+
Democracy

Powerful PSA uses reverse psychology to drum up support for assault weapons bill

In 90 seconds, it totally nails the absurdity of how we live.

gun violence assault weapons march fourth

A March Fourth PSA shows how our daily lives are impacted by mass shootings.

Those of us who live in the United States have a strange relationship with gun violence, no matter where we fall on the beliefs-about-guns spectrum. We have to. Our mass shootings statistics are too bizarre, too absurd to be real, and yet here we are, constantly living in a combined state of denial, disbelief, disillusionment and despair.

We don't have to live like this, and yet we do. Thanks to a well-funded gun lobby, our incredibly unhealthy ultra-partisan politics and debatable interpretations of the Second Amendment, most meaningful pieces of legislation put forth to curb our gun violence problem don't get passed. Everything but the guns gets blamed for our mass shooting problem, so we keep reliving the same nightmare over and over and over again.

A group of moms lived that nightmare on the Fourth of July, when a gunman opened fire on a parade in Highland Park, Illinois, killing seven and wounding 48. They immediately banded together with a singular purpose—to convince the government to ban assault weapons, which are increasingly becoming the weapon of choice in mass shootings.


They formed March Fourth two days after the parade shooting and organized a march in Washington, D.C., less than a week later. "I just want to go to DC, scream at the top of our lungs that we want these weapons of war banned, and not shut up until they listen," said founder Kitty Brandtner.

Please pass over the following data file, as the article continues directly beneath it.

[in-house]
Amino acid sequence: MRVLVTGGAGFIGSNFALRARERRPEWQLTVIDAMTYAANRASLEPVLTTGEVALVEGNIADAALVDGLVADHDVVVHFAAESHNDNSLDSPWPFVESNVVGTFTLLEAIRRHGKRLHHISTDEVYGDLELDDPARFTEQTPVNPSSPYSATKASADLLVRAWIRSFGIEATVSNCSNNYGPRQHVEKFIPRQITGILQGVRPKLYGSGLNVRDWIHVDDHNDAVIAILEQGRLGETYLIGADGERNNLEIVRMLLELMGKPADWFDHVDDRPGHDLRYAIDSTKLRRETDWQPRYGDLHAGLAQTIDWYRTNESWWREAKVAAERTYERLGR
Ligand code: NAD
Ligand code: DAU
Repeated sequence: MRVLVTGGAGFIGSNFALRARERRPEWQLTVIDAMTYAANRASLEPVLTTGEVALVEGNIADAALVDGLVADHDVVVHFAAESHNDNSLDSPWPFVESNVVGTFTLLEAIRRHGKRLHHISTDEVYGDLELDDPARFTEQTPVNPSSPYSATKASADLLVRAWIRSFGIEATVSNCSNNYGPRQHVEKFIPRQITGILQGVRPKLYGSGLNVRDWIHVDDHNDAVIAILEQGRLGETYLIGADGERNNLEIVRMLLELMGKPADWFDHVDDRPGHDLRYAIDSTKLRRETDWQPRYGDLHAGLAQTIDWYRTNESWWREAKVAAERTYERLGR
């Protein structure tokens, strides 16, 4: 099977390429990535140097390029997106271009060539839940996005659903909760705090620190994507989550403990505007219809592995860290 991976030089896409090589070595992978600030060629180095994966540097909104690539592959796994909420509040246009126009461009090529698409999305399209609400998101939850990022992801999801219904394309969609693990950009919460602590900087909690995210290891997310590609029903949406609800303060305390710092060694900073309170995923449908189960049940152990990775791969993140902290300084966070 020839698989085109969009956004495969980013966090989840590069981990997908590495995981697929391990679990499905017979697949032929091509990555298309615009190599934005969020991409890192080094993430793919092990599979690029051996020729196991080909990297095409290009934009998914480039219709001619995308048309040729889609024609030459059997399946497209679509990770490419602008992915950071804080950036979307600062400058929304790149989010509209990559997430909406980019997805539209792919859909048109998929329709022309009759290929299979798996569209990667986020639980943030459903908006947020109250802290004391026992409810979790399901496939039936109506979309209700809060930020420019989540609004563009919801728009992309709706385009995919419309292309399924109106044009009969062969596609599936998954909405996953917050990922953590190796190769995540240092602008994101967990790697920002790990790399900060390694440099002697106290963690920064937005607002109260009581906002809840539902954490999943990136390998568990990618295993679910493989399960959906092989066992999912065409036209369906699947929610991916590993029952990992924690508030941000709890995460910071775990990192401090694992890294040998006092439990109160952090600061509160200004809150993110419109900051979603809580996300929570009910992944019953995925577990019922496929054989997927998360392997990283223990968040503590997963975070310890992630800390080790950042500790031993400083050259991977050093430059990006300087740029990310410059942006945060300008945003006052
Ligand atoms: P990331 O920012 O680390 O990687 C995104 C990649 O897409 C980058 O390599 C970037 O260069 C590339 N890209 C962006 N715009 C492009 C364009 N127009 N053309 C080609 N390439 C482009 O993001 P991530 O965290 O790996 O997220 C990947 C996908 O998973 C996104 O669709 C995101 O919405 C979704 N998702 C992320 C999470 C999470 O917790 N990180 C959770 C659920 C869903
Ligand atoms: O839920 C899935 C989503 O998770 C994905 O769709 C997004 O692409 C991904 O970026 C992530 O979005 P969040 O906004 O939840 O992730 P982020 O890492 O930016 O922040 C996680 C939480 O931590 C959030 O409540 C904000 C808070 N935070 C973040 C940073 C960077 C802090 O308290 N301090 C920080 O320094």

Her quote to WGN9 News was even more succinct: "They f**ked with the wrong moms."

Now March Fourth is holding another march at the Capitol on September 22 and they're inviting anyone and everyone to join them. In a powerful PSA promoting the march, Americans describe what they "love" and "enjoy" about living with mass shootings—a bit of reverse psychology that makes the absurdity of our reality painfully clear.

The truth is no one wants to live this way. And we don't have to. We can choose to take action to at least attempt to prevent mass gun violence. The assault weapons ban that was in place from 1994 to 2004 had an impact. One analysis shared in The Conversation estimated that the risk of a person in the U.S. dying in a mass shooting was 70% lower during the ban.

Before someone swoops in with the "How do you define assault weapon?" argument, the current Assault Weapons Ban of 2021 bill that has passed the House and sits before the Senate offers a lengthy definition of the kinds of firearms it includes right up top. Read it here.

See more information about joining March Fourth's September 22 march at the U.S. Capitol at wemarchfourth.org.

A breastfeeding mother's experience at Vienna's Schoenbrunn Zoo is touching people's hearts—but not without a fair amount of controversy.

Gemma Copeland shared her story on Facebook, which was then picked up by the Facebook page Boobie Babies. Photos show the mom breastfeeding her baby next to the window of the zoo's orangutan habitat, with a female orangutan sitting close to the glass, gazing at them.

"Today I got feeding support from the most unlikely of places, the most surreal moment of my life that had me in tears," Copeland wrote.

Keep ReadingShow less
True

You could say Marine biologist, divemaster and National Geographic Explorer Dr. Erika Woolsey is a bit of a coral reef whisperer, one who brings her passion for ocean science to folks on dry land in a fresh, innovative and fun new way using virtual reality.